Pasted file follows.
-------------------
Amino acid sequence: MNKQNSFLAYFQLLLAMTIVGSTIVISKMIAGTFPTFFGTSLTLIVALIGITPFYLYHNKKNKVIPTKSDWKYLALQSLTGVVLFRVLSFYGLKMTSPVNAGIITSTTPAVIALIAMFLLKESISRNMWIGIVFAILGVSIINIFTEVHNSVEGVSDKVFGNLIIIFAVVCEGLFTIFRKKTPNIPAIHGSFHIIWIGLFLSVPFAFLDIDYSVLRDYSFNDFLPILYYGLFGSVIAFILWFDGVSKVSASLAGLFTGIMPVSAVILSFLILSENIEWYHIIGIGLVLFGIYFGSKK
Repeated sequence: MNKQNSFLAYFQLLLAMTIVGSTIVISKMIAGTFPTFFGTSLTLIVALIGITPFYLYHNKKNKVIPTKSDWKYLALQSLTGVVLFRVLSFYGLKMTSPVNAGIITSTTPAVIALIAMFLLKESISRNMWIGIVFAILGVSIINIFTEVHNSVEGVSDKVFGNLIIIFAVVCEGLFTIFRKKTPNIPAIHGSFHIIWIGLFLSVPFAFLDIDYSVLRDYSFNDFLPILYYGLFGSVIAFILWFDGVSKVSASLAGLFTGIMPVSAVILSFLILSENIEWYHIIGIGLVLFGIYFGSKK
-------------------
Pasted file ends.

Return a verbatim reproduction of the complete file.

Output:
Amino acid sequence: MNKQNSFLAYFQLLLAMTIVGSTIVISKMIAGTFPTFFGTSLTLIVALIGITPFYLYHNKKNKVIPTKSDWKYLALQSLTGVVLFRVLSFYGLKMTSPVNAGIITSTTPAVIALIAMFLLKESISRNMWIGIVFAILGVSIINIFTEVHNSVEGVSDKVFGNLIIIFAVVCEGLFTIFRKKTPNIPAIHGSFHIIWIGLFLSVPFAFLDIDYSVLRDYSFNDFLPILYYGLFGSVIAFILWFDGVSKVSASLAGLFTGIMPVSAVILSFLILSENIEWYHIIGIGLVLFGIYFGSKK
Repeated sequence: MNKQNSFLAYFQLLLAMTIVGSTIVISKMIAGTFPTFFGTSLTLIVALIGITPFYLYHNKKNKVIPTKSDWKYLALQSLTGVVLFRVLSFYGLKMTSPVNAGIITSTTPAVIALIAMFLLKESISRNMWIGIVFAILGVSIINIFTEVHNSVEGVSDKVFGNLIIIFAVVCEGLFTIFRKKTPNIPAIHGSFHIIWIGLFLSVPFAFLDIDYSVLRDYSFNDFLPILYYGLFGSVIAFILWFDGVSKVSASLAGLFTGIMPVSAVILSFLILSENIEWYHIIGIGLVLFGIYFGSKK